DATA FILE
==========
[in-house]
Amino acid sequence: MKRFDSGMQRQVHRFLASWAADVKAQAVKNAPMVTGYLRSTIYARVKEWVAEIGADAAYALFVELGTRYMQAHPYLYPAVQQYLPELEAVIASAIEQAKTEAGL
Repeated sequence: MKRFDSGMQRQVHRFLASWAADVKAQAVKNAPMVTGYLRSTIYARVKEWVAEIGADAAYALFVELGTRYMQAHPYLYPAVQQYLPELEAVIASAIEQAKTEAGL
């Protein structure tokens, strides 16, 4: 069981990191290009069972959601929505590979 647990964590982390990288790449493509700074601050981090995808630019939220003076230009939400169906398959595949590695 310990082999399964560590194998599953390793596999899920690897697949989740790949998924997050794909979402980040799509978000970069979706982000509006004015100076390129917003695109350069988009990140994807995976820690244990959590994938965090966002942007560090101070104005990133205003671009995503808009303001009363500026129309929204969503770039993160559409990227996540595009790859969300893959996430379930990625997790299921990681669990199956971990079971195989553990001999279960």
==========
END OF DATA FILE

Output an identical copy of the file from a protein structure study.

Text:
[in-house]
Amino acid sequence: MKRFDSGMQRQVHRFLASWAADVKAQAVKNAPMVTGYLRSTIYARVKEWVAEIGADAAYALFVELGTRYMQAHPYLYPAVQQYLPELEAVIASAIEQAKTEAGL
Repeated sequence: MKRFDSGMQRQVHRFLASWAADVKAQAVKNAPMVTGYLRSTIYARVKEWVAEIGADAAYALFVELGTRYMQAHPYLYPAVQQYLPELEAVIASAIEQAKTEAGL
């Protein structure tokens, strides 16, 4: 069981990191290009069972959601929505590979 647990964590982390990288790449493509700074601050981090995808630019939220003076230009939400169906398959595949590695 310990082999399964560590194998599953390793596999899920690897697949989740790949998924997050794909979402980040799509978000970069979706982000509006004015100076390129917003695109350069988009990140994807995976820690244990959590994938965090966002942007560090101070104005990133205003671009995503808009303001009363500026129309929204969503770039993160559409990227996540595009790859969300893959996430379930990625997790299921990681669990199956971990079971195989553990001999279960």